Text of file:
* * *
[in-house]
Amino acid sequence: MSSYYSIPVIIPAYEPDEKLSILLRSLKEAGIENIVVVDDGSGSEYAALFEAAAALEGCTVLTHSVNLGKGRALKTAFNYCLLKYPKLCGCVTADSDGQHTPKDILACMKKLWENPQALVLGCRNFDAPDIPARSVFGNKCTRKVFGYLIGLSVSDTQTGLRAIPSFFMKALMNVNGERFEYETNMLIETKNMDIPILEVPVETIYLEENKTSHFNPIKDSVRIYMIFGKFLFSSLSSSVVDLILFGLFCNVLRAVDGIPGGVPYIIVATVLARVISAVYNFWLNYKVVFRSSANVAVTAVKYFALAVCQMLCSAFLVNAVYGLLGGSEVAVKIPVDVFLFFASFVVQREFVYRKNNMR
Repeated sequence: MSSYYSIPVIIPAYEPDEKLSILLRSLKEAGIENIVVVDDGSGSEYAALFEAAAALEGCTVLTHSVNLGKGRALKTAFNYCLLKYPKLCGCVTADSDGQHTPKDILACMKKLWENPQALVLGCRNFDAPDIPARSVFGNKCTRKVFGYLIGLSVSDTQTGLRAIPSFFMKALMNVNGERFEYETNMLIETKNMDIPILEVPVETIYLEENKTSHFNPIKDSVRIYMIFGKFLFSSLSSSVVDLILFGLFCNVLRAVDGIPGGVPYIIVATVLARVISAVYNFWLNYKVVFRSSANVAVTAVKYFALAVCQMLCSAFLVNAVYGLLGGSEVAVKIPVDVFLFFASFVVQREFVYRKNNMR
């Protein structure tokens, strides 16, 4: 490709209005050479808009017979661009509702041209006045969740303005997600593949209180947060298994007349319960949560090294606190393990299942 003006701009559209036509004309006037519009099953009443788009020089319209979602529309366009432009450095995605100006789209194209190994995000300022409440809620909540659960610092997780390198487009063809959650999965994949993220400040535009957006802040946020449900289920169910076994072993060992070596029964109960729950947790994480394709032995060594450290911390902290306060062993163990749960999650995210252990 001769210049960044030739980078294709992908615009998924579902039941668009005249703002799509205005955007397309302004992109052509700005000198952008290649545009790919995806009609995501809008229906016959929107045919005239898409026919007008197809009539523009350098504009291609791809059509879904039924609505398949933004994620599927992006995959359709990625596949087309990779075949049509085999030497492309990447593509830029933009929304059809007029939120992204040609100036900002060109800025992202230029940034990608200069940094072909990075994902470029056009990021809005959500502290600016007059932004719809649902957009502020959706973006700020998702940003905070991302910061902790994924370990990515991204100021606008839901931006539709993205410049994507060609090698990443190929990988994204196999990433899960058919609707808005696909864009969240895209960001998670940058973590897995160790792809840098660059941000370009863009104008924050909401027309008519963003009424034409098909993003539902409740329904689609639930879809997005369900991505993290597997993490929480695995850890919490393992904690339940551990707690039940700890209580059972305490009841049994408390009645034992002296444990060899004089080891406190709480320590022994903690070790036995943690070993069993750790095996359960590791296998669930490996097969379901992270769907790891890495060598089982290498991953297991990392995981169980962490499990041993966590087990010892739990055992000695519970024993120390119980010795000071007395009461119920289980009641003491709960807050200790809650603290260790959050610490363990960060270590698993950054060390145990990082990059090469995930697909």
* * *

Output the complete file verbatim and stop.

[in-house]
Amino acid sequence: MSSYYSIPVIIPAYEPDEKLSILLRSLKEAGIENIVVVDDGSGSEYAALFEAAAALEGCTVLTHSVNLGKGRALKTAFNYCLLKYPKLCGCVTADSDGQHTPKDILACMKKLWENPQALVLGCRNFDAPDIPARSVFGNKCTRKVFGYLIGLSVSDTQTGLRAIPSFFMKALMNVNGERFEYETNMLIETKNMDIPILEVPVETIYLEENKTSHFNPIKDSVRIYMIFGKFLFSSLSSSVVDLILFGLFCNVLRAVDGIPGGVPYIIVATVLARVISAVYNFWLNYKVVFRSSANVAVTAVKYFALAVCQMLCSAFLVNAVYGLLGGSEVAVKIPVDVFLFFASFVVQREFVYRKNNMR
Repeated sequence: MSSYYSIPVIIPAYEPDEKLSILLRSLKEAGIENIVVVDDGSGSEYAALFEAAAALEGCTVLTHSVNLGKGRALKTAFNYCLLKYPKLCGCVTADSDGQHTPKDILACMKKLWENPQALVLGCRNFDAPDIPARSVFGNKCTRKVFGYLIGLSVSDTQTGLRAIPSFFMKALMNVNGERFEYETNMLIETKNMDIPILEVPVETIYLEENKTSHFNPIKDSVRIYMIFGKFLFSSLSSSVVDLILFGLFCNVLRAVDGIPGGVPYIIVATVLARVISAVYNFWLNYKVVFRSSANVAVTAVKYFALAVCQMLCSAFLVNAVYGLLGGSEVAVKIPVDVFLFFASFVVQREFVYRKNNMR
């Protein structure tokens, strides 16, 4: 490709209005050479808009017979661009509702041209006045969740303005997600593949209180947060298994007349319960949560090294606190393990299942 003006701009559209036509004309006037519009099953009443788009020089319209979602529309366009432009450095995605100006789209194209190994995000300022409440809620909540659960610092997780390198487009063809959650999965994949993220400040535009957006802040946020449900289920169910076994072993060992070596029964109960729950947790994480394709032995060594450290911390902290306060062993163990749960999650995210252990 001769210049960044030739980078294709992908615009998924579902039941668009005249703002799509205005955007397309302004992109052509700005000198952008290649545009790919995806009609995501809008229906016959929107045919005239898409026919007008197809009539523009350098504009291609791809059509879904039924609505398949933004994620599927992006995959359709990625596949087309990779075949049509085999030497492309990447593509830029933009929304059809007029939120992204040609100036900002060109800025992202230029940034990608200069940094072909990075994902470029056009990021809005959500502290600016007059932004719809649902957009502020959706973006700020998702940003905070991302910061902790994924370990990515991204100021606008839901931006539709993205410049994507060609090698990443190929990988994204196999990433899960058919609707808005696909864009969240895209960001998670940058973590897995160790792809840098660059941000370009863009104008924050909401027309008519963003009424034409098909993003539902409740329904689609639930879809997005369900991505993290597997993490929480695995850890919490393992904690339940551990707690039940700890209580059972305490009841049994408390009645034992002296444990060899004089080891406190709480320590022994903690070790036995943690070993069993750790095996359960590791296998669930490996097969379901992270769907790891890495060598089982290498991953297991990392995981169980962490499990041993966590087990010892739990055992000695519970024993120390119980010795000071007395009461119920289980009641003491709960807050200790809650603290260790959050610490363990960060270590698993950054060390145990990082990059090469995930697909």